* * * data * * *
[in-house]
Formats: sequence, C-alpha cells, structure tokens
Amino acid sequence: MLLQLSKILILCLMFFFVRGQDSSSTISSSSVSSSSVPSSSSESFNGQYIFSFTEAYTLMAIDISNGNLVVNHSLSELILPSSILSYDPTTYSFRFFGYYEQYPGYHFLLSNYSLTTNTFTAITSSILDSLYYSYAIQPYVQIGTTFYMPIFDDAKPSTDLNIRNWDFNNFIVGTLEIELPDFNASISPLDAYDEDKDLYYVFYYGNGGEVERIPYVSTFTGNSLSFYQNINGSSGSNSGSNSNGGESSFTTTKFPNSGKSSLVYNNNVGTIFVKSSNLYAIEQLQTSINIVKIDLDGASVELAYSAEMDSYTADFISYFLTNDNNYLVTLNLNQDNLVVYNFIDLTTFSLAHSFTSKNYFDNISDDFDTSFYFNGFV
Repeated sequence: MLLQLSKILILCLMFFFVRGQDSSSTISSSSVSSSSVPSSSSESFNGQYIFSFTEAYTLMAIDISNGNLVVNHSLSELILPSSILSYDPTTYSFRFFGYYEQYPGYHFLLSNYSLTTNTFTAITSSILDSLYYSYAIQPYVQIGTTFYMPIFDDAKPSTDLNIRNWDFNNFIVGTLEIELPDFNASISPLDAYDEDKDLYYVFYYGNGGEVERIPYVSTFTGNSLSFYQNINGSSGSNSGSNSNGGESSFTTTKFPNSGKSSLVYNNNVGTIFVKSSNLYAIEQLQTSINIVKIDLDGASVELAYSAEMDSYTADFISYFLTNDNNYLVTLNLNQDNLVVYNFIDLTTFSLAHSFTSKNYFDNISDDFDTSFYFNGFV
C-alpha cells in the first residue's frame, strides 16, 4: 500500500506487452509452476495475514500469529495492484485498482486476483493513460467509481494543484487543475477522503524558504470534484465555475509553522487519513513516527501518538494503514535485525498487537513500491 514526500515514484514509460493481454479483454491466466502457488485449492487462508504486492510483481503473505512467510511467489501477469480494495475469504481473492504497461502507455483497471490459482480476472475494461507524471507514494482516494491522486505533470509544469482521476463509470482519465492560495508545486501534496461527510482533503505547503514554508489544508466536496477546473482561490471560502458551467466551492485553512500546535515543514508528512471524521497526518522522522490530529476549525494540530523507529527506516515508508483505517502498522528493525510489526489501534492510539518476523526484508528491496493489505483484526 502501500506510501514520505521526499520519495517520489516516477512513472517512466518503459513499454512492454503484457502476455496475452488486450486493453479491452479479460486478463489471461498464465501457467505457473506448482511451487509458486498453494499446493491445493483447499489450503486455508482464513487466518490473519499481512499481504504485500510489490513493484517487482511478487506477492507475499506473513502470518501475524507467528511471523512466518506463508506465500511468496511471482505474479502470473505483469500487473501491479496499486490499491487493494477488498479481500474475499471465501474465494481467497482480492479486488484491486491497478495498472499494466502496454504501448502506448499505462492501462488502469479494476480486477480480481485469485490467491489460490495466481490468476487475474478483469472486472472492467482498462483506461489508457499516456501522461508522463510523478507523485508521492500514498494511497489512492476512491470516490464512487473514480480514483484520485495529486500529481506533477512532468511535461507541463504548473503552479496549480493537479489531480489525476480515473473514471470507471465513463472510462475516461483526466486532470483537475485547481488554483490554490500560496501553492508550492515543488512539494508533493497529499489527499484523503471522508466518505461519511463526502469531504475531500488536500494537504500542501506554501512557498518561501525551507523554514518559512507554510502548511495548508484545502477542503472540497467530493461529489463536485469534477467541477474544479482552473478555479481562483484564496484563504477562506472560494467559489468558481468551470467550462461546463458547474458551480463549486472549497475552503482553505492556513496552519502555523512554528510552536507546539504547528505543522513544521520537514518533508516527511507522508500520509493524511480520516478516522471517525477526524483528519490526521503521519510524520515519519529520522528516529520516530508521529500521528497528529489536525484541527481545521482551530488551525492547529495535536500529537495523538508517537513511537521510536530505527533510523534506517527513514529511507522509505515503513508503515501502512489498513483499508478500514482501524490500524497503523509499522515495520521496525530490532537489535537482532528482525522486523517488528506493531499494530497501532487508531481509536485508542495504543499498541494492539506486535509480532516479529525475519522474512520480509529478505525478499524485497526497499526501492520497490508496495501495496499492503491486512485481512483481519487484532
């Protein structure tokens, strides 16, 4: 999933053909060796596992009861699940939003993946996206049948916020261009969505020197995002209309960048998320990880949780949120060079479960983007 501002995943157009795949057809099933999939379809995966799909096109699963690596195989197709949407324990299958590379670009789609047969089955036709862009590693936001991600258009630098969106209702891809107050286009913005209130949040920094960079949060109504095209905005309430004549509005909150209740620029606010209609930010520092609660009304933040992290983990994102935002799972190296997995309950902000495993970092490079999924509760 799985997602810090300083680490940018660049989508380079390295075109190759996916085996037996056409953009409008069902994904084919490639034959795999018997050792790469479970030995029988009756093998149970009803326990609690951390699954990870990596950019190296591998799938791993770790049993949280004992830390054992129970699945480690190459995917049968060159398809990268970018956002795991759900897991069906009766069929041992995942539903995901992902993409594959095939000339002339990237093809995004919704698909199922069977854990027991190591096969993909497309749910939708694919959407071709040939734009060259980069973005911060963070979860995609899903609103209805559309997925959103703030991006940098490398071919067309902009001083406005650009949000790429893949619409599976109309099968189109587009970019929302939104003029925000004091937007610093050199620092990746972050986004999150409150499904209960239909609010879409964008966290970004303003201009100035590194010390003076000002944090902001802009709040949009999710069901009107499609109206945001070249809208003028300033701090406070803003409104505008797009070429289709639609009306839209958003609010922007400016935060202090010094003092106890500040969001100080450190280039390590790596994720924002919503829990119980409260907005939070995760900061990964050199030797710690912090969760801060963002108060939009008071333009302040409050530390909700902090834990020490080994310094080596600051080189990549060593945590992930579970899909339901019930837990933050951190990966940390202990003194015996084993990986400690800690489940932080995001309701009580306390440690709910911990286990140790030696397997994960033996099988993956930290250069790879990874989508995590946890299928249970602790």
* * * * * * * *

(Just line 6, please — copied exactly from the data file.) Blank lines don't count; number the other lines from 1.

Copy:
């Protein structure tokens, strides 16, 4: 999933053909060796596992009861699940939003993946996206049948916020261009969505020197995002209309960048998320990880949780949120060079479960983007 501002995943157009795949057809099933999939379809995966799909096109699963690596195989197709949407324990299958590379670009789609047969089955036709862009590693936001991600258009630098969106209702891809107050286009913005209130949040920094960079949060109504095209905005309430004549509005909150209740620029606010209609930010520092609660009304933040992290983990994102935002799972190296997995309950902000495993970092490079999924509760 799985997602810090300083680490940018660049989508380079390295075109190759996916085996037996056409953009409008069902994904084919490639034959795999018997050792790469479970030995029988009756093998149970009803326990609690951390699954990870990596950019190296591998799938791993770790049993949280004992830390054992129970699945480690190459995917049968060159398809990268970018956002795991759900897991069906009766069929041992995942539903995901992902993409594959095939000339002339990237093809995004919704698909199922069977854990027991190591096969993909497309749910939708694919959407071709040939734009060259980069973005911060963070979860995609899903609103209805559309997925959103703030991006940098490398071919067309902009001083406005650009949000790429893949619409599976109309099968189109587009970019929302939104003029925000004091937007610093050199620092990746972050986004999150409150499904209960239909609010879409964008966290970004303003201009100035590194010390003076000002944090902001802009709040949009999710069901009107499609109206945001070249809208003028300033701090406070803003409104505008797009070429289709639609009306839209958003609010922007400016935060202090010094003092106890500040969001100080450190280039390590790596994720924002919503829990119980409260907005939070995760900061990964050199030797710690912090969760801060963002108060939009008071333009302040409050530390909700902090834990020490080994310094080596600051080189990549060593945590992930579970899909339901019930837990933050951190990966940390202990003194015996084993990986400690800690489940932080995001309701009580306390440690709910911990286990140790030696397997994960033996099988993956930290250069790879990874989508995590946890299928249970602790």